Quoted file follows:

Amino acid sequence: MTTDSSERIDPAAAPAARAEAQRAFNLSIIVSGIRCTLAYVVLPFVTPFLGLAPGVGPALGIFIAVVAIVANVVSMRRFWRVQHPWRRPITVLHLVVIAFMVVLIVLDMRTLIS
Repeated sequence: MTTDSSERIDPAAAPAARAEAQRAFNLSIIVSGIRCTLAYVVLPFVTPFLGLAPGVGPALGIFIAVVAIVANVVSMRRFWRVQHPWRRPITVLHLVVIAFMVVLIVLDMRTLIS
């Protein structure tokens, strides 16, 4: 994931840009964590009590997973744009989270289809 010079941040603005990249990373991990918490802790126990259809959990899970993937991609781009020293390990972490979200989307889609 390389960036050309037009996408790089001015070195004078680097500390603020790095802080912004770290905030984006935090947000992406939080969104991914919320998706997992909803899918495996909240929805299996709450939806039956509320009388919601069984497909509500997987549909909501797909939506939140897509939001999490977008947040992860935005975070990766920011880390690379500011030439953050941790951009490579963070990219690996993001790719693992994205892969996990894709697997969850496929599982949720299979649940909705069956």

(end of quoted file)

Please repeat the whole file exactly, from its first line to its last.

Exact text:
Amino acid sequence: MTTDSSERIDPAAAPAARAEAQRAFNLSIIVSGIRCTLAYVVLPFVTPFLGLAPGVGPALGIFIAVVAIVANVVSMRRFWRVQHPWRRPITVLHLVVIAFMVVLIVLDMRTLIS
Repeated sequence: MTTDSSERIDPAAAPAARAEAQRAFNLSIIVSGIRCTLAYVVLPFVTPFLGLAPGVGPALGIFIAVVAIVANVVSMRRFWRVQHPWRRPITVLHLVVIAFMVVLIVLDMRTLIS
């Protein structure tokens, strides 16, 4: 994931840009964590009590997973744009989270289809 010079941040603005990249990373991990918490802790126990259809959990899970993937991609781009020293390990972490979200989307889609 390389960036050309037009996408790089001015070195004078680097500390603020790095802080912004770290905030984006935090947000992406939080969104991914919320998706997992909803899918495996909240929805299996709450939806039956509320009388919601069984497909509500997987549909909501797909939506939140897509939001999490977008947040992860935005975070990766920011880390690379500011030439953050941790951009490579963070990219690996993001790719693992994205892969996990894709697997969850496929599982949720299979649940909705069956």